The hernia defect may be repaired with an implantable prosthesis that is introduced into the inguinal canal, or other defect site, through the sheath. Once introduced, the prosthesis may be advanced from the percutaneous access location and along the canal to the site of the defect, where it may then be placed over, into or through the defect.

The prosthesis may include a plug and/or patch configured to be placed into and/or over the defect. The prosthesis may be collapsible or compressible to a reduced or slender configuration for passage through the sheath. The prosthesis may be expandable to an open, deployed or expanded configuration for plugging, capping or covering the defect. The prosthesis may include one or more features to facilitate deployment and/or expansion.

The prosthesis may include a distal patch that is advanced from the inguinal canal through and beyond the hernia defect in a collapsed configuration. The patch may thereafter be opened or expanded so that is can be deployed over the defect. Once expanded, the patch may be retracted back and positioned against the distal or posterior surface of the abdominal wall to cover the defect. For repairing an indirect inguinal hernia, the patch may be advanced through and deployed over the inguinal ring.

Once deployed, it may be desirable to anchor or secure the patch in position over the defect. The prosthesis may include an elongated tether or cord that is attached to and extends from the patch. The cord may be pulled and/or tensioned to hold the patch in position against the abdominal wall. An end of the cord opposite the patch may be anchored proximally to maintain the patch against the wall at the hernia defect. The prosthesis may include a proximal anchor that is to be attached to the cord to anchor the patch. The proximal anchor may be configured for subcutaneous placement. The patch may include one or more features, such as projections, hooks, barbs or anchors, that extend from one or more regions of the patch to grip tissue adjacent the hernia defect and stabilize the patch in position.

The distal patch may employ any configuration suitable for the anatomical region of the hernia defect. In one embodiment, the patch may have an oval shape for covering the internal inguinal ring, although other configurations are contemplated. The patch may include one or more features for accommodating anatomical features or sensitive structures occupying the repair site. In one embodiment, the patch may include an indentation, notch or other relief along its periphery for accommodating inguinal nerves and/or the spermatic cord.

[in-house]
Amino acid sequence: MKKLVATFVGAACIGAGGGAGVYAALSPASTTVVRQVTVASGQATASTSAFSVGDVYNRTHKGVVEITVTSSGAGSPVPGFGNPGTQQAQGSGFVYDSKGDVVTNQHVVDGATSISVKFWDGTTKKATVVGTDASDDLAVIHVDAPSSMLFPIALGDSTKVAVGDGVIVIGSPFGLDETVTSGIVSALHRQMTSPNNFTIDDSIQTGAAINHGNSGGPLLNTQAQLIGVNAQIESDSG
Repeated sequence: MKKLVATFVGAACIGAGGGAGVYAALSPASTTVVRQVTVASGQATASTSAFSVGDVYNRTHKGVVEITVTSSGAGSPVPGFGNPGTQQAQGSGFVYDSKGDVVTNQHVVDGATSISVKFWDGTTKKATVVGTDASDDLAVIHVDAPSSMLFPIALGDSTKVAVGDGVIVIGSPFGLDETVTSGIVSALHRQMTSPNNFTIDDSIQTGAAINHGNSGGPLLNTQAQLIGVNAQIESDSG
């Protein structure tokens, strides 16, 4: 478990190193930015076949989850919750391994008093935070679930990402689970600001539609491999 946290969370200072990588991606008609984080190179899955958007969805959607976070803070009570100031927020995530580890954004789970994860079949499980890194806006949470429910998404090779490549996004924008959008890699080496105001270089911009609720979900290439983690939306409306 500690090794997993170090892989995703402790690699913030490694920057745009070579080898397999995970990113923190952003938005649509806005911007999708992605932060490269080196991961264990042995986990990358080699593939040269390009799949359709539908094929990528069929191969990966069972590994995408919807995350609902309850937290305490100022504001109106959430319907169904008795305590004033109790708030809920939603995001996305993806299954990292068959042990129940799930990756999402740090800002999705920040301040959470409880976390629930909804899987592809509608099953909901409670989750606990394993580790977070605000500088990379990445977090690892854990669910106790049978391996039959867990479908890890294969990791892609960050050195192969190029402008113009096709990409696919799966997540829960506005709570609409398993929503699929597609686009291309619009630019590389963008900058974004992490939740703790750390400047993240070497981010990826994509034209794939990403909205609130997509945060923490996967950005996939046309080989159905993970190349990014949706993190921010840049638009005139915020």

For some repair procedures, a biocompatible foam material may be introduced into the inguinal canal to reduce and/or repair the hernia defect. The foam may be injected into the canal to reduce the hernia and solidify in the canal. The foam may permanently or temporarily fill the canal to prevent abdominal viscera from reentering the canal. The foam may solidify to fill the three-dimensional shape of the canal and thereby resist upward migration into the abdomen. The foam may be formed of any suitable non-absorbable material or absorbable material, such as collagen, as should be apparent to one of skill in the art. If desired, the foam may be formed of a radiopaque material.

For an indirect inguinal hernia, foam may be injected until the canal is filled to the internal inguinal ring. If desired, the foam may be capped or covered distal to the internal inguinal ring using either a permanent or temporary cap or patch. In one embodiment, the foam may be used in conjunction with the distal patch and the proximal anchor, whereby the foam is located between the patch and the anchor. In another embodiment, the foam may be capped using a distal patch that is positioned over the internal inguinal ring.

For some inguinal hernia repair procedures, reduction of the hernia may be followed by ablative therapy within the inguinal canal that is sufficient to cause a fibrotic response resulting in scar tissue formation and/or tissue shrinkage that narrows the canal. The ablative therapy may involve full or partial circumferential ablation of the canal. If desired, tissue ablation may extend circumferentially about a limited region of the canal to avoid ablation at regions of nerves or other sensitive structures within the canal. Ablation may be performed under direct visualization, such as by using a fiber optic device, to avoid damage to or ablation of nerves or other sensitive structures present in the inguinal canal. Ablation may be performed using any suitable ablative device as should be apparent to one of skill in the art.